Grow-Low Sumac, known by its botanical name Rhus aromatica "Gro-Low", is a deciduous shrub with a low spreading habit, fragrant leaves and interesting hairy red berries prominent in the fall and winter. Maxing out at 1 to 2 feet in height, it is often used as a woody ground cover. Grow-Low should be pruned in the late winter, to remove dead matter, once the berries have been foraged by wildlife. It can be pruned lightly a second time in the late spring or summer, immediately following the flower drop, in order to control new shoots.
Remove any dead branches down to a point of live tissue or down to the crown, at the soil line, if necessary. Make as many cuts as necessary to extricate the entire branch from the shrub mass, as you do not want pieces of the cutting decaying in place.
Inspect the shrub for signs of decaying, diseased or dead foliage and clear away any that you find to make way for new shoots and to safeguard the health of the shrub.
Control the spread of the shrub, within designated boundaries if desired. by trimming back the terminal shoots of the outermost spreading branches. Do this size-control pruning right after the bloom period, each year.
Stimulate new growth in bare areas of the plant by renewal pruning in the defoliated zones, after the bloom cycle. Cut back the bare or sparsely covered branches down to just above a healthy leaf pair or down to the crown. Carefully collect the cuttings and compost or discard them as well.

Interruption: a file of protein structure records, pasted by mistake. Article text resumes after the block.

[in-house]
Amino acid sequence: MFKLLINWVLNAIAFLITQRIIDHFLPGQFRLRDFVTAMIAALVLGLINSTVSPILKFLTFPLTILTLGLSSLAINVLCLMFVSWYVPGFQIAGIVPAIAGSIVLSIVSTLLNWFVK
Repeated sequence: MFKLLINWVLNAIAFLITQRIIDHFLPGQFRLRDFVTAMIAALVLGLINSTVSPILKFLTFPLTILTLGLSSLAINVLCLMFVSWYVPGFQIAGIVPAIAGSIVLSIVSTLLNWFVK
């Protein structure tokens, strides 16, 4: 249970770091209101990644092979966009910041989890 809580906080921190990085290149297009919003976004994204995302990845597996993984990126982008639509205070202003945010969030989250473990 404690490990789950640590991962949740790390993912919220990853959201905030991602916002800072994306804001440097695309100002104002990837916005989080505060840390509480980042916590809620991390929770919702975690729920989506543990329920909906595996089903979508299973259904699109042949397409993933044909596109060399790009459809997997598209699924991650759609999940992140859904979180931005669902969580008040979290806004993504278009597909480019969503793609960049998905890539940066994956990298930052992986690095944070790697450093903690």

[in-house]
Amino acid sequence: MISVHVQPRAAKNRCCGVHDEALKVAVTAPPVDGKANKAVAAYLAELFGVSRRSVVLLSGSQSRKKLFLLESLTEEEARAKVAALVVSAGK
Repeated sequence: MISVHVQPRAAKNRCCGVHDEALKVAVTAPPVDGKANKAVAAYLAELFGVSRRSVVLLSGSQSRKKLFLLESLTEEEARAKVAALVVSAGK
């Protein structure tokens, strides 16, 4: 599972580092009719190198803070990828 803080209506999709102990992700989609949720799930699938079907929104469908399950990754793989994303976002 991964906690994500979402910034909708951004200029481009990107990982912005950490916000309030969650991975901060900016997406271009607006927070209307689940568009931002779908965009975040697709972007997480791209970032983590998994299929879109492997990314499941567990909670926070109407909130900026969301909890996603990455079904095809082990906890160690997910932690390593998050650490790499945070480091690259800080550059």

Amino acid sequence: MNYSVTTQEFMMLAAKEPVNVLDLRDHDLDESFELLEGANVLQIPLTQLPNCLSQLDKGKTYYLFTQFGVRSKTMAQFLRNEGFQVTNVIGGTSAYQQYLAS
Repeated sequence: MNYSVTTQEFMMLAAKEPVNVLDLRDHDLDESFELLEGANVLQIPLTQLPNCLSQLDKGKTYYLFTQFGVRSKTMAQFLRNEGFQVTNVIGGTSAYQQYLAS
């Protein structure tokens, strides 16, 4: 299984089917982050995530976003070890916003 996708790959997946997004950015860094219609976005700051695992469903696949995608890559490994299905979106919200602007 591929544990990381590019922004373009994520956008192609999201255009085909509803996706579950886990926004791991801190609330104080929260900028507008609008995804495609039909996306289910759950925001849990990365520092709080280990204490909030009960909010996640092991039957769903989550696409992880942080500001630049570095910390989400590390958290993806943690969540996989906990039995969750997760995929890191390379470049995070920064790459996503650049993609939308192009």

Things You Will Need
- Pruning shears or secateurs
- Place all pruning cuts just above a healthy lateral branch, a leaf node or all the way down to the crown, when warranted. Use pruning shears or secateurs for small gauge wood and foliage and loppers for thicker, older growth greater than 1/3 inch or so in diameter.
- Colorado State University: Grow-Low Sumac (Rhus aromatica 'Gro-Low')
- University of Illinois Extension: HortAnswers - Sumac, Gro-Low Fragrant
- University of Missouri Extension: Pruning Ornamental Shrubs; Christopher J. Starbuck ; August 2007
- Colorado State University Extension: Deciduous Shrubs; R.A. Cox, et al.; April 2007